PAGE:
To play the minor pentatonic scale, start with your first finger on the fifth fret of the sixth string. Play that note, then put your fourth (pinky) finger on the eighth fret of the sixth string, and play that. Continue to play the scale, being sure to play all notes on the seventh fret with your third finger, and notes on the eighth fret with your fourth finger. When you've finished playing the scale forwards, play it in reverse.
Congratulations! You've just played an A minor pentatonic scale. The scale we played was an A minor pentatonic scale because the first note we played (sixth string, fifth fret) was the note A.
Now, let's use the exact same scale pattern to play an A major pentatonic scale, which has a totally different sound. To use this pattern as a major pentatonic scale, the root of the scale is played by your fourth finger on the sixth string.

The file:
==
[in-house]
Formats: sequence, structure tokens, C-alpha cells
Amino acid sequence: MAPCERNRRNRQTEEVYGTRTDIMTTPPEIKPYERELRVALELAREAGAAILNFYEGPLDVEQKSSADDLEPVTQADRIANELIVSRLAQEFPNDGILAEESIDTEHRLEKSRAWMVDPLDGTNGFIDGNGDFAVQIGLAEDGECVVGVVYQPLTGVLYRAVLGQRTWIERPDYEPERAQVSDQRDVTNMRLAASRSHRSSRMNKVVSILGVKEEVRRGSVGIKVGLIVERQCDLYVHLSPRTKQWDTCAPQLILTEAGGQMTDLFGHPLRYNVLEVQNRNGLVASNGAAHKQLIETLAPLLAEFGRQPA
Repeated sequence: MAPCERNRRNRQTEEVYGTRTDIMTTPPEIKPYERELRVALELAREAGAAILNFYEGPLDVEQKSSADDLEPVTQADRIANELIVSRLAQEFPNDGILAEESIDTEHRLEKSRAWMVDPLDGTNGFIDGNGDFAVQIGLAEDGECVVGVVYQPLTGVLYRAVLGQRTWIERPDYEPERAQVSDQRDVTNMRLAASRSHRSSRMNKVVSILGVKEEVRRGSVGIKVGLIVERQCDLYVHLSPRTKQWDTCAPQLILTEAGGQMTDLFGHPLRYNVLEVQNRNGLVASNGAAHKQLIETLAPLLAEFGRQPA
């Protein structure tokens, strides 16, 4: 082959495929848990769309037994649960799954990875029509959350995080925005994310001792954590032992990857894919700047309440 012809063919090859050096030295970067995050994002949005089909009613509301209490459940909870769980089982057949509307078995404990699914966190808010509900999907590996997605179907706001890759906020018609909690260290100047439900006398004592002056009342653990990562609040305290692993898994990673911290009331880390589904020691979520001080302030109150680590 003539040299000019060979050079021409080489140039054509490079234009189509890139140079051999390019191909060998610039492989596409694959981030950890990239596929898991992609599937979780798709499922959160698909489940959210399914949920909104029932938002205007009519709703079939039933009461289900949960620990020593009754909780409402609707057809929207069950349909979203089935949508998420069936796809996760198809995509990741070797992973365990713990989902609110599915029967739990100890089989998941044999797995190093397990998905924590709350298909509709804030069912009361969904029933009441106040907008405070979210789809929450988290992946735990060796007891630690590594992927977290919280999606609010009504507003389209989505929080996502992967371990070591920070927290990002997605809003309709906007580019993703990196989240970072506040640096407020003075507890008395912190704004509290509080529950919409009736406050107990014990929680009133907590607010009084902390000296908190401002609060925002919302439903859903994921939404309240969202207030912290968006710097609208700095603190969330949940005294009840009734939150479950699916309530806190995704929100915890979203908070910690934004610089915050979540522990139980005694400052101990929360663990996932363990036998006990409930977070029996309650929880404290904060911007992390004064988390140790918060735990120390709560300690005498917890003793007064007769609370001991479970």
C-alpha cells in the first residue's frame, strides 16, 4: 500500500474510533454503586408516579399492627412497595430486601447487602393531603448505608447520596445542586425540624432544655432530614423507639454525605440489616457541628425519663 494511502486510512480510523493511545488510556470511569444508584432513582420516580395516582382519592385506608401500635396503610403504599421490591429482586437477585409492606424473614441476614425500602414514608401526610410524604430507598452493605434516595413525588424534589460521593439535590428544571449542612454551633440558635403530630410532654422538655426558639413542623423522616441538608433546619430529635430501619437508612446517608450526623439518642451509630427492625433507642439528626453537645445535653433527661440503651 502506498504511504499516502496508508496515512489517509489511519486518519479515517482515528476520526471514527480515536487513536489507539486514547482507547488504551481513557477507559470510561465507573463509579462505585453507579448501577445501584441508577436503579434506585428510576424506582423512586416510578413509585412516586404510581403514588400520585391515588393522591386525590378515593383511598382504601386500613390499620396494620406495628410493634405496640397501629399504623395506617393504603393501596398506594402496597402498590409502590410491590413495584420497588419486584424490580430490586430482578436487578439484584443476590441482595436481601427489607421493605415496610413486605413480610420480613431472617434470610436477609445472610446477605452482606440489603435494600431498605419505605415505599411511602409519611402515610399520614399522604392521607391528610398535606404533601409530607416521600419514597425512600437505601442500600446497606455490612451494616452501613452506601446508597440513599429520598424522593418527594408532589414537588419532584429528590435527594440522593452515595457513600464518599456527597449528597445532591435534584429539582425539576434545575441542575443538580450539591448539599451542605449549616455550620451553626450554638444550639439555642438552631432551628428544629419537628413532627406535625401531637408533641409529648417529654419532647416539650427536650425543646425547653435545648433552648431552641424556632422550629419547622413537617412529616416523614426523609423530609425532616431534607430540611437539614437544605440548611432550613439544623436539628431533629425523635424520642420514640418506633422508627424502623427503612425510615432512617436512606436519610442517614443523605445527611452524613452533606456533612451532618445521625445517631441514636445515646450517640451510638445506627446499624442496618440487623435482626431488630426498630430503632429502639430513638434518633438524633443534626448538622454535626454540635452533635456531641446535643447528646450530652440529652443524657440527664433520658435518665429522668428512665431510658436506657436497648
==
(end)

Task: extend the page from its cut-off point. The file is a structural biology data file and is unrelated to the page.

So, to play the A major pentatonic scale, position your hands so that your fourth finger will play the note "A" on the sixth string (which means your first finger will be at the second fret of the sixth string). Play the scale pattern forwards and backwards. You're now playing an A major pentatonic scale. Strum an A major chord - it should sound like it "fits" with the scale you just played.
Once you're comfortable with the fingering, try sliding back and forth between the A minor and A major versions of the scale using this mp3 of a 12-bar blues in A as your background rhythm track. The minor scale sounds more blues-y, whereas the major pentatonic has a more country sound.